MTH produces some finely-detailed 1/48 scale freight cars, including these Plate F hi-cube boxcars.

These boxcars are dimensionally accurate and feature individual wire grabs, metal crossover platforms, and fine end rails & stirrups.  The cars are only produced in 3-rail, but converting them to 2-rail is easy :-)

I use a number of these cars for paper service on my layout.  I standardize with Lionel roller bearing trucks (the ones with rotating bearing caps) and Northwest Shortline 145 tread wheelsets.  Here is a method I came up with for 2-railing my MTH cars:


An MTH boxcar...Obviously ;-)
1 pair of Lionel roller bearing trucks
1 set of NWSL #8293-4 wheelsets (these are 36" wheels; 145 tread)
0.197 Acrylic Sheet
10-32 x 5/8 machine screws 


Small phillips-head screwdriver
Metal Punch & Hammer
Power Drill
3/32 Drill Bit
11/64 Drill Bit
10/32 Tap
Dremel Tool with Cut-off Disc


Disassemble the car by removing the 4 door-track screws and  the 4 carbody screws.  Remove the factory trucks.


Now cut small squares of .197 acrylic and epoxy to the top surface of the boxcar floor.

These squares will never be seen by humans (other than yourself) so they need not be pretty.  They only need to cover the large bolster-hole while fitting between the screws.  Cutting squares with tin snips makes the work fast and easy.

Once the epoxy sets, flip the car floor over and use a punch to mark the center of the large bolster hole. 

I lucked out in that the diameter of my punch matches that of the hole...this makes marking the exact center of the hole very easy!  I find that placing the boxcar floor on a scrap piece of 2 x 4 works well.

Now, drill a pilot hole using the small 3/32 bit.

Then, drill a larger hole with the 11/64 bit.  Clean up any plastic shavings around the holes.

Cut threads into the holes by winding in a 10-32 tap.  Take your time and be sure the tap is vertical.

Take the Lionel trucks and, using a Dremel, make two parallel cuts to get rid of the couplers.  Loosen the sideframe screws and remove the Lionel hi-rail axles.  Insert the NWSL axles, then re-tighten the screws.  Make sure that the insulated side of the NWSL axles are all on the same side of the truck:-)

The difference between the Lionel 3R and NWSL 145 tread wheels:

All that is left is to attach the Lionel trucks with 10-32 machine screws and reassemble the car.

A big improvement!  The narrow sideframes, rotating bearing caps, and fine tread wheels look least to me anyway.

Next up is building coupler yokes, striker plates and adding couplers...stay tuned!


I like shifting railcars. Whether we are talking the real thing or simply models on a layout, I get a rush out of drilling cars into their proper order and spotting-up industries. Given a choice, I will take a switch-heavy job over a road job any day.

Of course, some industries are more interesting to shift than others. In my opinion, switching interest = tracks available for shifting + number of specific car spots + variety. Let’s explore each parameter.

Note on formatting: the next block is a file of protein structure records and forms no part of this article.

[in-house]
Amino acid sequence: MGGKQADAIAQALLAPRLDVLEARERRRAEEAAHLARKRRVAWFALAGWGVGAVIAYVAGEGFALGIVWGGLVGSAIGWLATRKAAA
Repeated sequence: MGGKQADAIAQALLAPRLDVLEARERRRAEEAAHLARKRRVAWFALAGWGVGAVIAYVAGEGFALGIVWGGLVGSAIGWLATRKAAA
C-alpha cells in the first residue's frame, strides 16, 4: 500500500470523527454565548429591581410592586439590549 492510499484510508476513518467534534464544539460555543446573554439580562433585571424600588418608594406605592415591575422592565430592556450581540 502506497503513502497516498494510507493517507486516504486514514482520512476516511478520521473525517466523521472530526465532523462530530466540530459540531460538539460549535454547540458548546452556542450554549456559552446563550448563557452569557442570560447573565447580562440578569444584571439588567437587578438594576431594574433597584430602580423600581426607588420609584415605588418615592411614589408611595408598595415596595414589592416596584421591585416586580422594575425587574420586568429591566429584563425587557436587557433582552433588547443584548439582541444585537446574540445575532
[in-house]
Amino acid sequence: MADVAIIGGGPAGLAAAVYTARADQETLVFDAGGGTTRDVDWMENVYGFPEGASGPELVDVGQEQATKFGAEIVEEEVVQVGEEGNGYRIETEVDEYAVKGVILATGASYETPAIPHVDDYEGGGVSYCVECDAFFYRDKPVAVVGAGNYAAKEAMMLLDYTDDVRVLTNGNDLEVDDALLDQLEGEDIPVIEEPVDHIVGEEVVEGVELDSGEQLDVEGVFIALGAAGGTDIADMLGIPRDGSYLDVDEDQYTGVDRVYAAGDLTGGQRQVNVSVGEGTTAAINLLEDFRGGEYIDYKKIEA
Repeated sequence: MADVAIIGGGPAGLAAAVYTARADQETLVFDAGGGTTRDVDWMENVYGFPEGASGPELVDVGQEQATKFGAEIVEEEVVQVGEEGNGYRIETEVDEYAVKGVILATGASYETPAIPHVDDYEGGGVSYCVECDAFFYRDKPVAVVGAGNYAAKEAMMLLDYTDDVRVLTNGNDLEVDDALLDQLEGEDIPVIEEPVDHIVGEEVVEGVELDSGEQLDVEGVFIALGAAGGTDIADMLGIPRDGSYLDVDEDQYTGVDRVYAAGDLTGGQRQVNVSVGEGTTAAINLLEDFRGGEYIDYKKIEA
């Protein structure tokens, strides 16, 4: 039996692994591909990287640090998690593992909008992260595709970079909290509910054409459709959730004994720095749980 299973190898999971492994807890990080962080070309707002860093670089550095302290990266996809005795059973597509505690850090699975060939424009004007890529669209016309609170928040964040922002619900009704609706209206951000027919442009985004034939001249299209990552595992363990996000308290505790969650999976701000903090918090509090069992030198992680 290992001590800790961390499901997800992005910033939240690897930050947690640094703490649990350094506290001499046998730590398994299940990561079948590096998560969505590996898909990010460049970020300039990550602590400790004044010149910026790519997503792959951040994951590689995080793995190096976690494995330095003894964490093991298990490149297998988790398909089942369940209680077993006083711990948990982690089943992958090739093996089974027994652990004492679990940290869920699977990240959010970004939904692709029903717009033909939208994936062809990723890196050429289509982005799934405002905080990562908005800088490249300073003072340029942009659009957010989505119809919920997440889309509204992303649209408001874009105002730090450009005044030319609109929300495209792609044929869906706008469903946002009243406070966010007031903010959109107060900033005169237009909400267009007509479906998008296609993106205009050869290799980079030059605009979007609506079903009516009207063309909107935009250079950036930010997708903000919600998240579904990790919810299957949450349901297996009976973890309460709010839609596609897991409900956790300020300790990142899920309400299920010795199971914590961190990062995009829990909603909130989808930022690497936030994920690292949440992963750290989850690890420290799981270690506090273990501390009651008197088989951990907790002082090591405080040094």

Tracks Available for Shifting: Simply, the trackplan at the industry. Form-follows-function is the key phrase here. Track and switches cost money to install and maintain, so railroads and customers do not overindulge. All you need is a place to spot cars; a place to store extra cars waiting to be spotted; and an area in which to drill cars into order. Sounds like a lot of space required, but consider this example of a corrugated box plant:

Here we have everything needed using just three tracks and two switches! The passing siding (the track at left with boxcars) is used to store cars off-spot until needed. Crews dig cars out of the siding and drill them into spot-order using the main. Finally, loads/empties are swapped out on the customer’s spur.  (Cars are spotted at the warehouse dock at the upper right of the photo) Simple huh?

Number of Specific Car Spots: Multiple car spots add switching interest as you are now digging more cars out of the storage track (or your train). Locating a single boxcar amongst a string of cars on a siding is straightforward; digging three specific boxcars out of that same siding makes things interesting; finding three specific CSX boxcars amongst eight CSX cars on that siding makes things very interesting!

Multiple spots also allows (1) the respotting of certain cars that have not been fully unloaded the previous shift and (2) introducing different commodities (hence freight car types) to the scene. Let’s take another look at our box plant:

The plant typically unloads four boxcars of pulpboard per day. Often, one or more boxcars are only partially unloaded and need to stay. The plant also receives a hopper car of starch every few days. Due to the location of the unloading hoses, starch cars must be the next-to-last car on the spur. Finally, the plant reloads previously emptied boxcars with scrap cardboard. These reloads get spotted on the spur in front of the dock. The plant will specify which empty car(s) at the dock are to be respotted for scrap loading.

So, our single spur track now provides spots for loaded boxcars of paper; loaded covered hoppers of starch; and MTY boxcars to be reloaded with scrap cardboard.

Variety: We have already discussed variety in the form of multiple carspots and commodities. However, variety can also mean the number of cars to be spotted on a particular day; the number of respots; and the amount of cars on the storage track etc. All add up to give the industry a distinctive “ebb and flow.”

So that’s how a simple yet functional track plan, which serves a multiple car/commodity industry that calls for a variety of switching scenarios makes for a very interesting place to shift!

Next up: Translating my modeling philosophy into a layout design…stay tuned!